He served on the faculties of Brooklyn College (1937-39), the University of Kansas City (1939-43), and from 1943 to 1971 taught international politics at the University of Chicago. In 1950 he became the director of the Center for Study of American Foreign and Military Policy. From 1968 to 1974 he was professor of political science at the City College of New York. Furthermore Morgenthau taught at the New School for Social Research from 1974 to 1980 and also served as consultant to the U.S. Department of State and Defense, as well as commentator on U.S. current affairs.
Morgenthau was a predominant figure in the post-World War II effort to refocus the study of international relations on the observed regularities of human conduct, rather than the idealistic pursuit of abstract norms. This political realism gained wide influence with the publication of his Scientific Man vs. Power Politics (1947) and especially Politics among Nations (1949), a highly regarded study that presented a modern realist approach to international politics, which became the leading text in field. Central to Morgenthau's theory was the concept of power as the dominant goal in international politics and the definition of national interest in terms of power. He called for recognition of the nature and limits of power and for the use of traditional methods of diplomacy, including compromise.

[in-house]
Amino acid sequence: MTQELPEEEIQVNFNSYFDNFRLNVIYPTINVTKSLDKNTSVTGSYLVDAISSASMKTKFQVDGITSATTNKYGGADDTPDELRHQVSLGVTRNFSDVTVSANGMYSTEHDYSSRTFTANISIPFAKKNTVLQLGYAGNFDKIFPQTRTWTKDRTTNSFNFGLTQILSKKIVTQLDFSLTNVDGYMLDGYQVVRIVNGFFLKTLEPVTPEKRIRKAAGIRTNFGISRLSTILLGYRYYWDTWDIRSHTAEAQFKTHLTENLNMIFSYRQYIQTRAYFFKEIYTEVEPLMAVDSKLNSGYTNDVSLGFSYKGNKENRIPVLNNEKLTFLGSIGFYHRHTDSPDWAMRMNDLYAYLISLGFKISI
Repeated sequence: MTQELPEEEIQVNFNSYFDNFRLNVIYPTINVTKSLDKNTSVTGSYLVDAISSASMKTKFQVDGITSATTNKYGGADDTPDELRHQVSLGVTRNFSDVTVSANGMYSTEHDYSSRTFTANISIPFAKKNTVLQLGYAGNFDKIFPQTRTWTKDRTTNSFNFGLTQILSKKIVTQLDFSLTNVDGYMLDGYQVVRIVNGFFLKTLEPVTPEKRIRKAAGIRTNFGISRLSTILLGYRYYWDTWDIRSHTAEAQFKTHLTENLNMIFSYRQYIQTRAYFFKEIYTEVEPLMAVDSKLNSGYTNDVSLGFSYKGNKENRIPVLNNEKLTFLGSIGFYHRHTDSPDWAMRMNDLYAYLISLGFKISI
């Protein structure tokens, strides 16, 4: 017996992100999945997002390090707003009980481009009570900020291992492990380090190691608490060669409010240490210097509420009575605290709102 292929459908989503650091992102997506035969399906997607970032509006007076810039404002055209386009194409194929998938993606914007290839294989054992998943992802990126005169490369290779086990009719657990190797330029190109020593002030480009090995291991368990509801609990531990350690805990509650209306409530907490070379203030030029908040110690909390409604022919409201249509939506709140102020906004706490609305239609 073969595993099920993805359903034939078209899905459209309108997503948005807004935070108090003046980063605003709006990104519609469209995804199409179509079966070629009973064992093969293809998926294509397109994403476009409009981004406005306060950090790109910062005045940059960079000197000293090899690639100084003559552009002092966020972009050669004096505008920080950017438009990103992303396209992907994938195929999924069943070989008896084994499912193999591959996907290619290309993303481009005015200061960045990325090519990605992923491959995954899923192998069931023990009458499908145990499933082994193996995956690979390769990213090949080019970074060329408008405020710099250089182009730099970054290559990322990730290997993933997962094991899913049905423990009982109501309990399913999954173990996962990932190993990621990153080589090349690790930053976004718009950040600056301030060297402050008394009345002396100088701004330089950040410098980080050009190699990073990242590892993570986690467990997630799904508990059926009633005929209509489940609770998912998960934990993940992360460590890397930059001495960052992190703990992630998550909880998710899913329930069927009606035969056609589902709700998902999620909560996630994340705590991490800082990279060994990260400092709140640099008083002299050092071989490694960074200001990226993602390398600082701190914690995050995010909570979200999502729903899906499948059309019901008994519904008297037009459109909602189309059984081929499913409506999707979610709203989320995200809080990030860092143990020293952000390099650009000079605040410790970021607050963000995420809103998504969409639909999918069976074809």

A contributor to numerous scholarly periodicals and journals of opinion, Morgenthau was also the author of In Defense of the National Interest (1951), Dilemmas of Politics (1958), The Purpose of American Politics (1960), Politics in the Twentieth Century, 3 vol. (1962), and Truth and Power (1970). Many of Morgenthau’s writings were translated into foreign languages.
Hans Morgenthau was married to Irma Morgenthau (neé Thormann). Their son Matthew was born in 1942, when Hans Morgenthau was 38 years old. In 1944, a daughter Susanna was born.
From the guide to the Hans Morgenthau Collection, 1904-1980, (Leo Baeck Institute Archives)
|Place Name||Admin Code||Country|
|Professions and occupations; historians|
|Emigration and immigration--1933-1945--USA|
|Vietnam War, 1961-1975|
|Morgenthau, Frieda (nee Bachmann)|
|Professions and occupations; political scientists|
|United States Army|
|Power (Social sciences)|